On this page we will show you how to examine the structure of a VMD file, using Chameleon. We also describe the best practice for the structure of a VMD file to use with Iguana.

Before You Start

If you are creating a VMD file to use with db.tables{} and conn:merge{}, the best practice is to define only one message and create one instance of every table that you might want to map data into. We also recommend that you use separate VMD files for the source and target databases (this is particularly helpful when you are mapping multiple source databases to a single target database). Decisions as to what rows to populate, and with what data, will be made using Lua code in the Translator. This keeps the VMD file for out target database very simple, just a few table definitions, nothing else is needed.

Note: Because VMD files were used historically with Chameleon they contain many features that are not used by Iguana. These legacy features are not discussed as you will never use them with Iguana.

How It Works

The top-level object in a VMD file is a Message Definition that represents an HL7 event. Each message definition has its own Table Grammar defined, which consists of the tables that data from the message is mapped into or out of.

These are minimum requirements for a VMD to map to a database:

  • Table definitions for the tables that you will map to
  • A message definition containing only those tables

Note: If you were creating a VMD to parse an HL7 message the message definition would need to contain the HL7 message structure, but according to our best practices (above) this should be in a separate VMD (so it is not included).

Here’s an example of a simple VMD file that follows our recommended best practice: tables.vmd. , and here is how to create the tables.vmd file from scratch using Chameleon.

When you open this file in Chameleon, you will notice one message definition and two table definitions:

Notice that the only things defined are two Tables and a Message Definition.

If you double-click a Table definition, you can display the columns that are defined for each table:

The VMD file also contains a Message Grammar that associates the Table definitions with the Message definition. To view this double-click the Message Grammar link in the Message definition:

A Message Grammar window appears:

The Message Grammar panel indicates that the Person and Relationship tables are associated with the Message definition.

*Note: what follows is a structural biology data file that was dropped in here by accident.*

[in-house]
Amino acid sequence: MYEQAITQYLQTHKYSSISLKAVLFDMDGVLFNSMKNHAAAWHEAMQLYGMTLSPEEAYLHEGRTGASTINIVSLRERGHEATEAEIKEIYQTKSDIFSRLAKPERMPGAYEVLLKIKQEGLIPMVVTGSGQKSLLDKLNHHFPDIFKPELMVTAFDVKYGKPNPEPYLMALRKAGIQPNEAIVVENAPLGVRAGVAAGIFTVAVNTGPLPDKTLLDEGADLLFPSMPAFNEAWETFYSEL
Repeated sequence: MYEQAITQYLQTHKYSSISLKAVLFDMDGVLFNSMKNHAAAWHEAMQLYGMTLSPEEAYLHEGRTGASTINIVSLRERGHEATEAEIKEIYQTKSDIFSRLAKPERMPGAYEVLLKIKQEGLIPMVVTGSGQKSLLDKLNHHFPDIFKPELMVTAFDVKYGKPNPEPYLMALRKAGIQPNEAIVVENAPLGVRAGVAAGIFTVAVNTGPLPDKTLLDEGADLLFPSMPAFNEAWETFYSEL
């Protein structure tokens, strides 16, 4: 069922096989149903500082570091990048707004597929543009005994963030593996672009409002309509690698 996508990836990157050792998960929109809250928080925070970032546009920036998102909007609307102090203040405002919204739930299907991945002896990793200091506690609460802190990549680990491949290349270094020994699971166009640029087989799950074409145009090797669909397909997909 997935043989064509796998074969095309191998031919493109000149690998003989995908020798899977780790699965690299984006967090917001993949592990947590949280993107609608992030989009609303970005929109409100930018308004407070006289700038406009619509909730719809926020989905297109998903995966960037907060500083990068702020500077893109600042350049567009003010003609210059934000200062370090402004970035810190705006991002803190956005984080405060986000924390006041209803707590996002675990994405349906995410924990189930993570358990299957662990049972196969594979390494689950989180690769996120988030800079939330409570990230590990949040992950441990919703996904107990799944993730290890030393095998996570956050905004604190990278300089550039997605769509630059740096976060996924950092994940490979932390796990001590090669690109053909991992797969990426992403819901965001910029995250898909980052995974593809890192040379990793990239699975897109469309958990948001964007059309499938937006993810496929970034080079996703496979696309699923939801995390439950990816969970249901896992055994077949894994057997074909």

You do not need to worry about the red error icons next to the table names, as they relate to a legacy feature that is not used by Iguana.

The Segment Grammar panel is empty because this VMD will not be used to parse HL7 messages. Remember it is best practice to separate source and target mappings, so if the source is an HL7 message it should be defined in a separate VMD.

Creating the tables.vmd file using Chameleon [top]

This page shows you how to create our tables.vmd file from scratch, using Chameleon

  1. Run Chameleon, you should see an empty VMD, like this:
    If you don’t see a new empty VMD just click the New button to create one.
  2. Add the Person and Relationship tables
    • Right click on Tables and select New Table from the menu:

      “Table0” will be created:
    • Click on “Table0” and rename it to Person:
    • Enter the Person table definition as shown:
    • Repeat the same steps for the Relationship table, it should look like this:
  3. Create the Message Definition
    • Right click on Message Definition and select New Message Definition from the menu:

      “Message1” will be created
    • Click on “Message1” and rename it to Message:

      Note
      : You could use a more descriptive name (but our example uses the name “Message”, so we will use the same)
    • Double click on on Message Grammar to open the editing dialog
    • Add the Relationship table to the Message DefinitionClick on Insert Table:

      Select the Relationship table:
    • Repeat for the Person table
    • The Message Grammar should now look like this

      You can safely ignore the “Grammar root is not set” error, and the red (!) error
  4. Save the file as tables.vmd and you are done

Using Multiple VMD files [top]

Using multiple VMD files in a single channel is a useful technique for separating different uses of VMD files. For example you may want to use one VMD for messages and and another for database table structures, or you can use two VMD files to map to two different databases.

Use different VMD files for message and table mapping

We recommend using different VMD files for the message structure and the table mapping. It is best practice to use different VMD files to separate the message structure (VMD Message Grammar) and the database table mappings (VMD Table Grammar).